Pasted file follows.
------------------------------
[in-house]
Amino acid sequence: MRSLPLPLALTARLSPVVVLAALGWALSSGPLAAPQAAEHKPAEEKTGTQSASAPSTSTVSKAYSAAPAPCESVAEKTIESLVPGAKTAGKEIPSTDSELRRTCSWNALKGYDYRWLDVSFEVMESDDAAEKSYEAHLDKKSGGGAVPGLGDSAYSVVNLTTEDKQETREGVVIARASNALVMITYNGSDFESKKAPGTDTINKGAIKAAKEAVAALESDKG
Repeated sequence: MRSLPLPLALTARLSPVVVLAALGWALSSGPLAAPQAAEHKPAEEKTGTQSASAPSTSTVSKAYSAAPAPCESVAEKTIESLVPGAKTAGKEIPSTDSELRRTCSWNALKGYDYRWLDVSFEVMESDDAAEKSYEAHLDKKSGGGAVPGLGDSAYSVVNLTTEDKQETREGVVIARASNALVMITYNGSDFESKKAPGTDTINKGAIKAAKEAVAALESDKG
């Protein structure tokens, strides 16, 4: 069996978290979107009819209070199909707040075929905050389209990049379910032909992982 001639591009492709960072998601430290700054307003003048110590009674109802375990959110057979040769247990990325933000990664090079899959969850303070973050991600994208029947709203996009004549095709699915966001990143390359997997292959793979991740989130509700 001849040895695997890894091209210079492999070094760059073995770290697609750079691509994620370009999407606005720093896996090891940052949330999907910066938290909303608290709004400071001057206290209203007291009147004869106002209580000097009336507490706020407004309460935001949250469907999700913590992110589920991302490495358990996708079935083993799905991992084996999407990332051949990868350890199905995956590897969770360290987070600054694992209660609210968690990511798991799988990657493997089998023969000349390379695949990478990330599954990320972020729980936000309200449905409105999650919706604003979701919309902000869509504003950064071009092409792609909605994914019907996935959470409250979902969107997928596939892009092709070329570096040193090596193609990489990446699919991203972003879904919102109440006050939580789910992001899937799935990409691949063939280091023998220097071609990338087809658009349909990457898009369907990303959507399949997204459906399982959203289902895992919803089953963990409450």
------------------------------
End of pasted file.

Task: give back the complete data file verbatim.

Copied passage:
[in-house]
Amino acid sequence: MRSLPLPLALTARLSPVVVLAALGWALSSGPLAAPQAAEHKPAEEKTGTQSASAPSTSTVSKAYSAAPAPCESVAEKTIESLVPGAKTAGKEIPSTDSELRRTCSWNALKGYDYRWLDVSFEVMESDDAAEKSYEAHLDKKSGGGAVPGLGDSAYSVVNLTTEDKQETREGVVIARASNALVMITYNGSDFESKKAPGTDTINKGAIKAAKEAVAALESDKG
Repeated sequence: MRSLPLPLALTARLSPVVVLAALGWALSSGPLAAPQAAEHKPAEEKTGTQSASAPSTSTVSKAYSAAPAPCESVAEKTIESLVPGAKTAGKEIPSTDSELRRTCSWNALKGYDYRWLDVSFEVMESDDAAEKSYEAHLDKKSGGGAVPGLGDSAYSVVNLTTEDKQETREGVVIARASNALVMITYNGSDFESKKAPGTDTINKGAIKAAKEAVAALESDKG
């Protein structure tokens, strides 16, 4: 069996978290979107009819209070199909707040075929905050389209990049379910032909992982 001639591009492709960072998601430290700054307003003048110590009674109802375990959110057979040769247990990325933000990664090079899959969850303070973050991600994208029947709203996009004549095709699915966001990143390359997997292959793979991740989130509700 001849040895695997890894091209210079492999070094760059073995770290697609750079691509994620370009999407606005720093896996090891940052949330999907910066938290909303608290709004400071001057206290209203007291009147004869106002209580000097009336507490706020407004309460935001949250469907999700913590992110589920991302490495358990996708079935083993799905991992084996999407990332051949990868350890199905995956590897969770360290987070600054694992209660609210968690990511798991799988990657493997089998023969000349390379695949990478990330599954990320972020729980936000309200449905409105999650919706604003979701919309902000869509504003950064071009092409792609909605994914019907996935959470409250979902969107997928596939892009092709070329570096040193090596193609990489990446699919991203972003879904919102109440006050939580789910992001899937799935990409691949063939280091023998220097071609990338087809658009349909990457898009369907990303959507399949997204459906399982959203289902895992919803089953963990409450």